Throughout its history, a brand may decide to revamp its logo and its visual identity. The reasons why a company decides to redesign its logo can be the most diverse. In this article, we explore what a corporate brand redesign is, when to do it, what aspects to take into consideration and which are the main current trends.
Trends change very quickly, as do user behaviours and social dynamics. To keep up with the times and not be perceived as obsolete by consumers, brands may decide to make changes to their corporate image.
When it comes to the visual identity of a company, the first element that comes to mind is the logo as it represents the graphic element that makes a brand most recognizable to consumers. The shapes, style, colours chosen by a company for its logo give the brand an identity and allow users to more easily associate products with a specific company.
For this reason, the logo is one of the first elements that are questioned when a company feels the need to update, revamp or brush up its visual identity based on what are the trends and dynamics within its target market. This process goes by the name of redesign.
Carrying out a logo redesign is anything but simple. In this article we will learn more about what a logo redesign is, what aspects to take into consideration, the main logo design trends and some examples, more and less successful.
Table of contents
What is a logo redesign?
The term redesign refers to the process of revamping a logo and, consequently, the entire visual identity of a company. When redesigning a logo, it is possible to either do a simple touch up or completely change it. Obviously, the two processes require different communication strategies: if the logo is completely modified, it is advisable to create a transition strategy that allows users to become acquainted with the new graphic design and to get used to recognizing the new logo.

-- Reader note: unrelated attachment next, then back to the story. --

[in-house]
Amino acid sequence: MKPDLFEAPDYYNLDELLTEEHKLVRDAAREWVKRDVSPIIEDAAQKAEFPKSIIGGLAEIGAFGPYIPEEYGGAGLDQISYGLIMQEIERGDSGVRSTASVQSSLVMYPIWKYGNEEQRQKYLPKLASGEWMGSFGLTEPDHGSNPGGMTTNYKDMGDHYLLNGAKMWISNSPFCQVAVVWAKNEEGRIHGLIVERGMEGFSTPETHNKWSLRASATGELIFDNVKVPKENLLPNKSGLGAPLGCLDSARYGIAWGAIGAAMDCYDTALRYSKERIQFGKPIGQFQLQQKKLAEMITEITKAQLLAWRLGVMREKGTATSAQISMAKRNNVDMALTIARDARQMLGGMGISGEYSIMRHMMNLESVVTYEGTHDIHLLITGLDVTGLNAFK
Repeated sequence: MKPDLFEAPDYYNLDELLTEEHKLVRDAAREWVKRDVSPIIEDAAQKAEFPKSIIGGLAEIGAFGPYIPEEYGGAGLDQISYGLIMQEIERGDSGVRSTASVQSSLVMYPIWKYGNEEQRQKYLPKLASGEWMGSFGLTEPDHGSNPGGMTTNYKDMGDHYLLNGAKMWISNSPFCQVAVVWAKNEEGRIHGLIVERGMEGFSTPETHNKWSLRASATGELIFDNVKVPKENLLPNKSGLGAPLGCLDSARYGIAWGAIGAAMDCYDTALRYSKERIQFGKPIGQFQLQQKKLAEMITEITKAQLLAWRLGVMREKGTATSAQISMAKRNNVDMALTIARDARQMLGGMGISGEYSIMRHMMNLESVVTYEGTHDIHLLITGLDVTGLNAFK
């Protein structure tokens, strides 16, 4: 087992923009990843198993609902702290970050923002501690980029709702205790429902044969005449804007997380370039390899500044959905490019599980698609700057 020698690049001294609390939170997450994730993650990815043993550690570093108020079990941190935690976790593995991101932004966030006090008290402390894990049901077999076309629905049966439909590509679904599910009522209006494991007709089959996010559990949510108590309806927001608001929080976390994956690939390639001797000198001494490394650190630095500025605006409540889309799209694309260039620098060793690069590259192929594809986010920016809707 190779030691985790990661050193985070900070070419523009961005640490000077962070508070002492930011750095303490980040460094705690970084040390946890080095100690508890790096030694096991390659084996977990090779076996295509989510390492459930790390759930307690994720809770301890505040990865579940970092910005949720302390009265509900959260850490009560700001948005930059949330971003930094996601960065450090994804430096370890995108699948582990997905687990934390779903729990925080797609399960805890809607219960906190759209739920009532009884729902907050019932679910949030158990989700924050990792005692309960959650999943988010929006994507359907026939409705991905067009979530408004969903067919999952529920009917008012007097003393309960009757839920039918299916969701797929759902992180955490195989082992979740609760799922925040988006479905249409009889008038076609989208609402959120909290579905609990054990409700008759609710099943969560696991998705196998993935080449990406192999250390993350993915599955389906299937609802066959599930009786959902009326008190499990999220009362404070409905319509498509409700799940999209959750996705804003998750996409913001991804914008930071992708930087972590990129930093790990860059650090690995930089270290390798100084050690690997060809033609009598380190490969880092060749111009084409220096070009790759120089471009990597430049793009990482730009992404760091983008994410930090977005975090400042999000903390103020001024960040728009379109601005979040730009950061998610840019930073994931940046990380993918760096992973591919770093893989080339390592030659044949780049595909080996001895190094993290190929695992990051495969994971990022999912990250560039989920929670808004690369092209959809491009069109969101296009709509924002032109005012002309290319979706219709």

When a redesign is carried out, only the visual and “superficial” aspect of a brand is changed, while values, mission and vision that distinguish the company remain the same. In the event that these elements are also modified, we speak of rebranding.
Why redesigning a logo?
The reasons why a company decides to change its logo are generally related to concrete needs and to the business. We don’t change a logo that works only because we no longer like it on an aesthetic level; this choice must be justified by real strategic reasons, including for example:
- Relaunch: renewing our logo is a way to show consumers our ability to keep up with the trends of the time, respond to market developments, and to convey the image of a lively brand, linked to its values but capable to communicate them on a graphic level in a more contemporary way.
- Product portfolio change: over time, companies may decide to diversify their catalogues by introducing new products, or to open a new business unit. Changing the logo can respond to the need to effectively embrace and communicate all the most important news related to the brand and its business.
- Leadership change: when in a company there are ownership changes, acquisitions and/or mergers, these changes can also be communicated through a new logo.
- Reaching new targets: when we need to reach targets of different generations, rethinking the logo could be a way to embrace different targets. The tastes of Generation Z, for example, do not always coincide with those of their parents. Creating a logo that is fresher and in line with current trends is certainly a great way to be perceived and positioned in the correct way.